Iraq Firm Pays $2.7m in Settlement

By John Lee.

The US Department of Justice has said that an Iraqi construction company has paid $2.7 million to resolve allegations that it bribed a former US Army Corps of Engineers (USACE) official to win contracts in Iraq.

Iraqi Consultants and Construction Bureau (ICCB), headquartered in Baghdad, had reached the settlement of alleged violations of the False Claims Act.

The federal government alleged that from 2007 to 2008, John Alfy Salama Markus, then a Corps contracting officer, received bribes from ICCB in exchange for information about reconstruction contracts.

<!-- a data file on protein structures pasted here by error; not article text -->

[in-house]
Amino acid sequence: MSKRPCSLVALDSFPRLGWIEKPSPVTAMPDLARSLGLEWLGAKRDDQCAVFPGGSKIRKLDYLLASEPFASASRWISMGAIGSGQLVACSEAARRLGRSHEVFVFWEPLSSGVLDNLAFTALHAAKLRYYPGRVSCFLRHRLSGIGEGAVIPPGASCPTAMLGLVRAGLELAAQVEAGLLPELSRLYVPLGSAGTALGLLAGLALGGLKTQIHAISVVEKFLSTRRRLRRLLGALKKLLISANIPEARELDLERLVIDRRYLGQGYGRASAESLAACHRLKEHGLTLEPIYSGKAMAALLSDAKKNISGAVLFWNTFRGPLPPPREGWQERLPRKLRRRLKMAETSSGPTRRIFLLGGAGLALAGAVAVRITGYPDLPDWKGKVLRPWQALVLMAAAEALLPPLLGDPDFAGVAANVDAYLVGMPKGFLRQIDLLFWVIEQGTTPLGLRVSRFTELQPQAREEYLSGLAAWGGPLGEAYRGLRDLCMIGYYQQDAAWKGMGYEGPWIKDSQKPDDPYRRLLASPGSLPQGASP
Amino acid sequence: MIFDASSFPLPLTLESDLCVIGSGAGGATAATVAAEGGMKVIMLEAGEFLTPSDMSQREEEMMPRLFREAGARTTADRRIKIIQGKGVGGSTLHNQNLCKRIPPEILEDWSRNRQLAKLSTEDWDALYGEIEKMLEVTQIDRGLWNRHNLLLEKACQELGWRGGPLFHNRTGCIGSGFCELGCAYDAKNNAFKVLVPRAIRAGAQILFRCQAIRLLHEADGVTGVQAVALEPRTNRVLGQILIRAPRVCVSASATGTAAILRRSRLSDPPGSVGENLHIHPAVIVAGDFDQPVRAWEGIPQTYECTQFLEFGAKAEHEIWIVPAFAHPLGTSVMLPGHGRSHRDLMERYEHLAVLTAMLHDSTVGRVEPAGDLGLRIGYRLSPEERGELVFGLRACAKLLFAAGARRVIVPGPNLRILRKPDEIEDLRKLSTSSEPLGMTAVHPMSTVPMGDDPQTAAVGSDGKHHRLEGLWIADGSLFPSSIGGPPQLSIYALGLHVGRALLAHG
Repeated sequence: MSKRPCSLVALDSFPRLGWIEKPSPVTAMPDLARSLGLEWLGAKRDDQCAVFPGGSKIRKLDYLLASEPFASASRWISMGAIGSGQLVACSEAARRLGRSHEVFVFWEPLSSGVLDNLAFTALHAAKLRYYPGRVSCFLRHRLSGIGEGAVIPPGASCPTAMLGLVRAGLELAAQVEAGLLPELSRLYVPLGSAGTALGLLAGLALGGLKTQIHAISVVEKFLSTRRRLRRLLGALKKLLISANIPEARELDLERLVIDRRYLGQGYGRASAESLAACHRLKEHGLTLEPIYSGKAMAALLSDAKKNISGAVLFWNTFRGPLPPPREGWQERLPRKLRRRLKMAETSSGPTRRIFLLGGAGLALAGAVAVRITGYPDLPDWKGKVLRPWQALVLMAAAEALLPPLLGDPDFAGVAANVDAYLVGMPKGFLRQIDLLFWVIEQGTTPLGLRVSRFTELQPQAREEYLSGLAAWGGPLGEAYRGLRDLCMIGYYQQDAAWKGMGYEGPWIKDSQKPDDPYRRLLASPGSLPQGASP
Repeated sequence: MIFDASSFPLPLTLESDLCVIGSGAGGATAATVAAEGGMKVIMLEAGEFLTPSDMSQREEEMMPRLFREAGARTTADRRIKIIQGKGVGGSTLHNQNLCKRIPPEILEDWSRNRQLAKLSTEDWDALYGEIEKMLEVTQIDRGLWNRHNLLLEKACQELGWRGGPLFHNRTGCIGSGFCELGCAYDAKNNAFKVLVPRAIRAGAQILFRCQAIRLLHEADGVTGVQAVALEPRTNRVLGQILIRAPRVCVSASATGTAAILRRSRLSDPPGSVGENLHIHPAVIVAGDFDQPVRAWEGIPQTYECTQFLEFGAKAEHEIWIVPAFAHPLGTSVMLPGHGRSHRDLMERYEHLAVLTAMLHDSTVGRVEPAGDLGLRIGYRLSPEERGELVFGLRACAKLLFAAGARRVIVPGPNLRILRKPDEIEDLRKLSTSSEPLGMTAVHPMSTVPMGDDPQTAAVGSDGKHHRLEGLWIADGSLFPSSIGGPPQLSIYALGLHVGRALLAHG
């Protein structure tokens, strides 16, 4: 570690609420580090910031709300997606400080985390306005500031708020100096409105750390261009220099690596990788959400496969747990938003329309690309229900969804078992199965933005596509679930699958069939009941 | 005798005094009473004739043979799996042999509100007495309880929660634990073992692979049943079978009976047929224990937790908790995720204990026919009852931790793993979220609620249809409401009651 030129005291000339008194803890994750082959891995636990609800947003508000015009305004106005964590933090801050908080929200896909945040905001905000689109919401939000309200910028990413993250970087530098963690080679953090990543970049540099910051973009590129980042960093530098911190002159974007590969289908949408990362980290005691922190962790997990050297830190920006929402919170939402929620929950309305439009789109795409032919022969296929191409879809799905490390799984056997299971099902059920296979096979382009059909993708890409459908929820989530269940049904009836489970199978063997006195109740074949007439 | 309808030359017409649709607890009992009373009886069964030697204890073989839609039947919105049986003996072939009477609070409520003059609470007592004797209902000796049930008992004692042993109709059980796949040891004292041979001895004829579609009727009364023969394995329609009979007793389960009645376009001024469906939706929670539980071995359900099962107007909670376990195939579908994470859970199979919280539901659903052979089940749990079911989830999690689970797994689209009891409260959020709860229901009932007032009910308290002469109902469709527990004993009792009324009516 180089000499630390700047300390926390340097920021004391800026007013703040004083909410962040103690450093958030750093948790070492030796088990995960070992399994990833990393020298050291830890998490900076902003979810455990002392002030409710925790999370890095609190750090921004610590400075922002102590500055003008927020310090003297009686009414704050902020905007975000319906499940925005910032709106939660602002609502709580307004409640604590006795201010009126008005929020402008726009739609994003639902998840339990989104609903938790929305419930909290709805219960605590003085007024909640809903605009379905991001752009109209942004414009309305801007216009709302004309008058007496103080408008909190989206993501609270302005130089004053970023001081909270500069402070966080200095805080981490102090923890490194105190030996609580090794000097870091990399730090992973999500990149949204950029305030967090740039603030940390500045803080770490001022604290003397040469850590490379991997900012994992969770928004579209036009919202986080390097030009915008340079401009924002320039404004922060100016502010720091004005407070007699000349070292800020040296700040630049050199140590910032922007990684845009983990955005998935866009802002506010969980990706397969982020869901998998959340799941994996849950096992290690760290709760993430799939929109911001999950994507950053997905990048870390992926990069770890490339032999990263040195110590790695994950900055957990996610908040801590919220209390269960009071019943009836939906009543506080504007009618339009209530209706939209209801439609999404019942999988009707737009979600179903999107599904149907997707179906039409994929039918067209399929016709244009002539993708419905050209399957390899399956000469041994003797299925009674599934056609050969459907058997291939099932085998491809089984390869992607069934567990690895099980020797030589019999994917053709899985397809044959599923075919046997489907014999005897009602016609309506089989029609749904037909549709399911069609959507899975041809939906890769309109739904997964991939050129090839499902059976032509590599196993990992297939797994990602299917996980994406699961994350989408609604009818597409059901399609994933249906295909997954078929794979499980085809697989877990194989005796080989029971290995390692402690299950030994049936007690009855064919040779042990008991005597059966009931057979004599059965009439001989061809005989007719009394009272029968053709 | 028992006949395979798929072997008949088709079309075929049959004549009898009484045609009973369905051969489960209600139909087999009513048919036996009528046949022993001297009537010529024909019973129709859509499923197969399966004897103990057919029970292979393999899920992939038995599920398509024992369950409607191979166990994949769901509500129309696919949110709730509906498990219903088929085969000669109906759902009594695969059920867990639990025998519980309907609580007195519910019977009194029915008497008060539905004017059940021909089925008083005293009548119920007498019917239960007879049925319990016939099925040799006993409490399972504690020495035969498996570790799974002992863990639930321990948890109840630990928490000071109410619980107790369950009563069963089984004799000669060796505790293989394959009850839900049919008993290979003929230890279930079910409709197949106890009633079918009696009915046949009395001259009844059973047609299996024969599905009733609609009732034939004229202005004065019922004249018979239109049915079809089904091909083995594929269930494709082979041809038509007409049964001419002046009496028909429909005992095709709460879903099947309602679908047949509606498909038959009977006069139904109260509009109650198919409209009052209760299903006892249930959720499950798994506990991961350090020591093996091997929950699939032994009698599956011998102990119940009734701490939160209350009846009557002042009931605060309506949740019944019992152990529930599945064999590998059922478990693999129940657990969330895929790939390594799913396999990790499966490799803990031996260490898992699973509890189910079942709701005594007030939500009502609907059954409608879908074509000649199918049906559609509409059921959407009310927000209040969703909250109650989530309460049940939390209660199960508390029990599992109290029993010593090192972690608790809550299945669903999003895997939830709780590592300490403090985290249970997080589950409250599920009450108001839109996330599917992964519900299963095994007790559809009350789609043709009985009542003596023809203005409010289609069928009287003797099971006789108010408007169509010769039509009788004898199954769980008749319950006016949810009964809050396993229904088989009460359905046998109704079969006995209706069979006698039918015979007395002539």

The department also noted that the claims involved in the agreement are allegations and added that “there has been no determination of liability.” The settlement agreement states that it “is neither an admission of liability by ICCB nor a concession by the United States that its claims are not well founded.”

The charges relate to 10 contracts, including security enhancements at the Bayji [Baiji] oil refinery, new health care centers in the Salah ad Din province, a landfill in Baqubah, and a 12-room school in Said Sadiq.

In March, Salama Markus was sentenced to 13 years in prison and agreed to a $3.7-million judgment, which includes forfeiting a $1.1-million home, plus vehicles and motorcycles.

(Source: Engineering News Record, DoJ)

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